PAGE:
A Numbers Play with Fannie Mae
Enough complaining about the gov't bailout, nothing we can do about that. It's time to see if there's any money to be made.
The turmoil from the bailout (‘scuse me government assisted program) of FNM and FRE was worth a look to see if things might be overdone. Given the huge number of unknowns, there’s no way to come up with a solid valuation, but the problem can be bounded to add some color to the risk/reward potential of scooping up some cheap shares.
To summarize what we know:
- Treasury is buying a new class of super senior preferred shares for $1 billion.
- The common stock and preferred stock dividends have been eliminated.
- The deal comes with warrants good for shares representing 80% of the common stock, the exercise price of the warrants is one-thousandth of a cent each, so there’s no more money coming when the warrants get exercised.
- Treasury has the authority to purchase mortgage backed securities (MBS) from FNM and FRE. They will be purchasing $5 billion now and have authority to buy up to $100 billion.
- The plan establishes a direct secured credit facility for FNM and FRE at the Treasury.
- FNM closed at about $7 on Friday before the deal was announced.
- As of 30 June, FNM reported net tangible assets of $41.2 billion on the balance sheet and long-term assets of $774 billion.
- The trading range on Mon 8 Sep was $0.65 - $2.05 with a close of $0.73.
What we don’t know:
- How much of the long term assets will be written off.
- What the book value would be if everything was valued at market prices.
- Whether this is the last capital injection and share dilution by Treasury.
- Unknown unknowns.
Defining the lower bound is simple. The stock is still trading, but if business deteriorates to the point where there’s another capital injection, share value will quickly approach zero.
There are a couple of approaches to an upper price range.
The only thing that’s changed since Friday’s closing price is the bailout plan. At $7 per share, the market cap was about $7 billion. Treasury’s plan brings the diluted share count to four billion shares. $7 billion/4 billion shares = $1.75 per share for one plausible stock valuation. Friday’s closing price would have included some risk discount for a possible gov’t wipeout of the common stock.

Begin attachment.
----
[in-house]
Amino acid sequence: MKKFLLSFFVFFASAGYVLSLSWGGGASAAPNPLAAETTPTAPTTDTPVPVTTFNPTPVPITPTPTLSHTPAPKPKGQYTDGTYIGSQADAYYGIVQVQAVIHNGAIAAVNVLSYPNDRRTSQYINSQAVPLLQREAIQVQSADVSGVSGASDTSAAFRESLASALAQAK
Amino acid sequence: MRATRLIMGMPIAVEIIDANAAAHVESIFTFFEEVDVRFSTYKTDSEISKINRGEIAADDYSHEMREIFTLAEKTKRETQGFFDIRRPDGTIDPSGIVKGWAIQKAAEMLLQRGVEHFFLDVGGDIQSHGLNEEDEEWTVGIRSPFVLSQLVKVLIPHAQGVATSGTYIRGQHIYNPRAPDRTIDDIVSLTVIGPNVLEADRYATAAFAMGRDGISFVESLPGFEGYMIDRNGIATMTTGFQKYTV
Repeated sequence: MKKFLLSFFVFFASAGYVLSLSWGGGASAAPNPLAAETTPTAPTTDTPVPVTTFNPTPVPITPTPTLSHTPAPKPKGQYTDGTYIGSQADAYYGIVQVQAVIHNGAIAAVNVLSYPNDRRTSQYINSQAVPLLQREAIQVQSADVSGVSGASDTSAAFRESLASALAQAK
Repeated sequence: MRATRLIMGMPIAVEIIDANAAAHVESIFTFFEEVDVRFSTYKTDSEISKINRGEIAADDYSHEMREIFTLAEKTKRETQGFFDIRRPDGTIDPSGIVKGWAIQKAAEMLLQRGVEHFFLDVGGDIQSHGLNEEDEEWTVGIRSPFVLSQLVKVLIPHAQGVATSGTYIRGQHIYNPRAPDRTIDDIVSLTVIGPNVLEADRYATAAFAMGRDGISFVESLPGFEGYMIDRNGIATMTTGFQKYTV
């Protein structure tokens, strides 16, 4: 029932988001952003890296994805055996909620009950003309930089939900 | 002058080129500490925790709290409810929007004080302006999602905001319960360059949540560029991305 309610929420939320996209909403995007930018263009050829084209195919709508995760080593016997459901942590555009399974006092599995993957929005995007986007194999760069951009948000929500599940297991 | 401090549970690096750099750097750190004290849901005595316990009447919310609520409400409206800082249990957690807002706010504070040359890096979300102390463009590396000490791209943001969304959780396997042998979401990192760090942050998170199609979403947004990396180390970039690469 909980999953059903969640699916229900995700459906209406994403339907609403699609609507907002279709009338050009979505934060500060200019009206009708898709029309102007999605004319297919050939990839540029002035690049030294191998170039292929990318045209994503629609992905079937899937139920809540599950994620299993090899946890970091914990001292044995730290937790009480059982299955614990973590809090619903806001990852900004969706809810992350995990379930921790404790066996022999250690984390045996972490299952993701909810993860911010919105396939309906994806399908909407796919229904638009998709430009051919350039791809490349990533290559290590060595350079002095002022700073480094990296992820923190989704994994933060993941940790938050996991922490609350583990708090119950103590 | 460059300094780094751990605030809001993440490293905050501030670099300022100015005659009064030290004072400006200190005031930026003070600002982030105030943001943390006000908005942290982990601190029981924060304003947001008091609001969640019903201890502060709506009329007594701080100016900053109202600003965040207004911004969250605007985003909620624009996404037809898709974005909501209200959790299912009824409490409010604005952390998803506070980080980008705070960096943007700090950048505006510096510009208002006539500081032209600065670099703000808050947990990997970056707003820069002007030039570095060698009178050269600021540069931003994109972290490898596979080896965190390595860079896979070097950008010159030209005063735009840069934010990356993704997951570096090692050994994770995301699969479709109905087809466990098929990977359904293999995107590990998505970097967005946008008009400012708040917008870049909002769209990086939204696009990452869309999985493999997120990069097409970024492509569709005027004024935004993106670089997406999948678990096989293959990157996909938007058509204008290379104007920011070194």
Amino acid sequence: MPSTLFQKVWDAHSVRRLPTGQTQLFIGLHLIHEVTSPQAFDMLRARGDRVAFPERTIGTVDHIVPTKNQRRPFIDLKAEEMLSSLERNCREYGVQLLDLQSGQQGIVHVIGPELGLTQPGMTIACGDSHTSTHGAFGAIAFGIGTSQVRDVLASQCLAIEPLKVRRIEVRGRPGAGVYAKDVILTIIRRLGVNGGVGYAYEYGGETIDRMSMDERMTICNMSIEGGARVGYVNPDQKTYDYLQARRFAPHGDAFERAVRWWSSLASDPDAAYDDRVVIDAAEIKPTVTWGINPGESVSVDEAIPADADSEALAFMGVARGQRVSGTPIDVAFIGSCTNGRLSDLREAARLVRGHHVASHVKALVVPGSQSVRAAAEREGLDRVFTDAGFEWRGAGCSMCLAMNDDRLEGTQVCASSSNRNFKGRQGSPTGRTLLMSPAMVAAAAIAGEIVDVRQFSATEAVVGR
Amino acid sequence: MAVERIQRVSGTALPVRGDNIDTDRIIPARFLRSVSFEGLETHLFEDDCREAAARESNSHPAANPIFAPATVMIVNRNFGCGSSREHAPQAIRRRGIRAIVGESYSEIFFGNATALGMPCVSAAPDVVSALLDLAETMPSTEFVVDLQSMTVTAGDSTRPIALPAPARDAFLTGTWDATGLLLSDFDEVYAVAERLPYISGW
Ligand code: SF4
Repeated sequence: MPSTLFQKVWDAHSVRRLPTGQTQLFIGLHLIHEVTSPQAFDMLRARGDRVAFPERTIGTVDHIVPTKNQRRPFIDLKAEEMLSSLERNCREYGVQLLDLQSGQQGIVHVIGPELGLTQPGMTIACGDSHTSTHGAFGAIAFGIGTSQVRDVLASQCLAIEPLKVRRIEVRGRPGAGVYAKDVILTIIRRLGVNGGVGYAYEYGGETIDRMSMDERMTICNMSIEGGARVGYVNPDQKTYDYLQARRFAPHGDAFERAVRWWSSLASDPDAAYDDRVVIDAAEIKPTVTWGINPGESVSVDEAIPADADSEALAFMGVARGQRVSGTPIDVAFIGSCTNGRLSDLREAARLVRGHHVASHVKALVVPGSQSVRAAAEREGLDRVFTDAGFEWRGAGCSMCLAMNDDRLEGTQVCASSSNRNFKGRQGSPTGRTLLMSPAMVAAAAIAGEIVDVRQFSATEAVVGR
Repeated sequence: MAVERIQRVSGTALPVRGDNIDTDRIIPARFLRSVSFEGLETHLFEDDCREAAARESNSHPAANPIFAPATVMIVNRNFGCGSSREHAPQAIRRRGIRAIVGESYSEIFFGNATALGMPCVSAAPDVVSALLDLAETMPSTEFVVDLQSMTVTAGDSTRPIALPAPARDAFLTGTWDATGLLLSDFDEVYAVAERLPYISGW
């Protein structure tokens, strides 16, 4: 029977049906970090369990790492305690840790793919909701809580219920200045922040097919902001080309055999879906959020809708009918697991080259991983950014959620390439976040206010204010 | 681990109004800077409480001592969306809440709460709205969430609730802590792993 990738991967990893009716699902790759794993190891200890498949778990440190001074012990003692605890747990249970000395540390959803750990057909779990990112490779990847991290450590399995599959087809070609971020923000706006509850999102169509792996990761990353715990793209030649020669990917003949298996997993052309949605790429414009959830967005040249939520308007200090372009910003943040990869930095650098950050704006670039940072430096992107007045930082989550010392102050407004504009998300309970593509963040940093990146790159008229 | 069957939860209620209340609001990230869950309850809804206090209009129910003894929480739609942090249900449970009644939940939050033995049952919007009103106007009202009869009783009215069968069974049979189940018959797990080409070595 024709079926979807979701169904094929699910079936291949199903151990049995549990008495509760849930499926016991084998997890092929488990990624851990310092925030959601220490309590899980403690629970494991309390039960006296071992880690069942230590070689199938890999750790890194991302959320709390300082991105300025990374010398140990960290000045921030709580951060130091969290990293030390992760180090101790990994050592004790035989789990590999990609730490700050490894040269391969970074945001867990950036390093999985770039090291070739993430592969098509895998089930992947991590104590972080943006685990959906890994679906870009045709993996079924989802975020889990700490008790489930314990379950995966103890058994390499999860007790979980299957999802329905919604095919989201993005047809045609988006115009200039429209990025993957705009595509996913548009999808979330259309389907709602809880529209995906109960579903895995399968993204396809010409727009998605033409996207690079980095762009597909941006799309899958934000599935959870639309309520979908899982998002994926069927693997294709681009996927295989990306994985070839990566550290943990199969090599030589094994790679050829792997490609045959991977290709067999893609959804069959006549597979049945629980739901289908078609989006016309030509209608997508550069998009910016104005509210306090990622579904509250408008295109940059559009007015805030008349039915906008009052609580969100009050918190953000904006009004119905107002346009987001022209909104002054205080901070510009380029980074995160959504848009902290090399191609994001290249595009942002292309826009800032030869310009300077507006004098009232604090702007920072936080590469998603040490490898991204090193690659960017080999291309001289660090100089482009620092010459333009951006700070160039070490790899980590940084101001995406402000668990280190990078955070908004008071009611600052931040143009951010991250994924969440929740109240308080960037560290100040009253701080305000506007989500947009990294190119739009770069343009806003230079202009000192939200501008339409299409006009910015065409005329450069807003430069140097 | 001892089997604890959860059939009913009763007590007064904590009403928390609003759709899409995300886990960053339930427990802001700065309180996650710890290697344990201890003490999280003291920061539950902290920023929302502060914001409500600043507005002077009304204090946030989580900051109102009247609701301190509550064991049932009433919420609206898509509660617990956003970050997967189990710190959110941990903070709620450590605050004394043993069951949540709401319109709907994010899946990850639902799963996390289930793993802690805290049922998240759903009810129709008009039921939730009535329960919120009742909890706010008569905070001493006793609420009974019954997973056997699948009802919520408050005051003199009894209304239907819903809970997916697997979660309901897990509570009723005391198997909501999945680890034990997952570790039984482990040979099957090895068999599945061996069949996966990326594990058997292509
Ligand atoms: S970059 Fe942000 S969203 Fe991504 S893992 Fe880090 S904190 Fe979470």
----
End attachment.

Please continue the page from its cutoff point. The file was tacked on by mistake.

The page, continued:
Another company with heavy mortgage exposure and questions about its future is Washington Mutual. As of 30 June, WM reported net tangible assets of $18.5 billion which works out to a P/B value of 0.38 based on Monday’s closing price of $4.12. Applying that P/B value to FNM using the fully diluted share count would value FNM at $3.65 per share.
Anyone with other valuations on FNM, please feel free to comment.
In addition to massive dilution, the gov’t intervention takes several measures that should help FNM business prospects going forward. Treasury’s authority to buy MBS provides a market for those securities that didn’t exist before, the credit facility offers financing at low spreads and the gov’t action to back FNM and FRE debt should improve demand and lower spreads for their regular debt auctions.
The gov’t intervention’s impact on the housing market is unknown, but lower rates and an improved credit market should help stabilize the market, even if it just slows the rate of price declines. Any stabilization of housing prices helps limit foreclosures and should reduce the amount of write downs FNM will need to take.
IF (there aren’t big enough letters for this if) FNM can survive without further dilution of the common or massive loss of tangible book value, buy back the gov’t super preferred and move to a private sector company; it’s reasonable to assume it could eventually trade at P/B of something like 2. That would be a way in the future, everything’s wonderful, share price of $19 based on the 30 June net tangible book.
On the downside, it would only take a little more than a 5% write down of the assets to totally wipe out the net tangible book. That’s a big charge-off number, but well within the realm of possibility.
This doesn’t look bad as a very, very high risk investment or a trade. At 73 cents a share, there’s a plausible near term upside of between 140 and 400% if the market decides Friday afternoon’s value for the company was reasonable or gives it a multiple similar to WM. Longer term, the upside is huge IF all that stuff listed above happens. Of course, there’s a strong possibility of a total or near total loss of the investment.
I tried this today with a small piece of my virtual portfolio at Marketocracy and am well under water with it (entry point ~1.22). After running the numbers, I’m considering it with a tiny slice of my real portfolio, but will most likely leave this to the pros.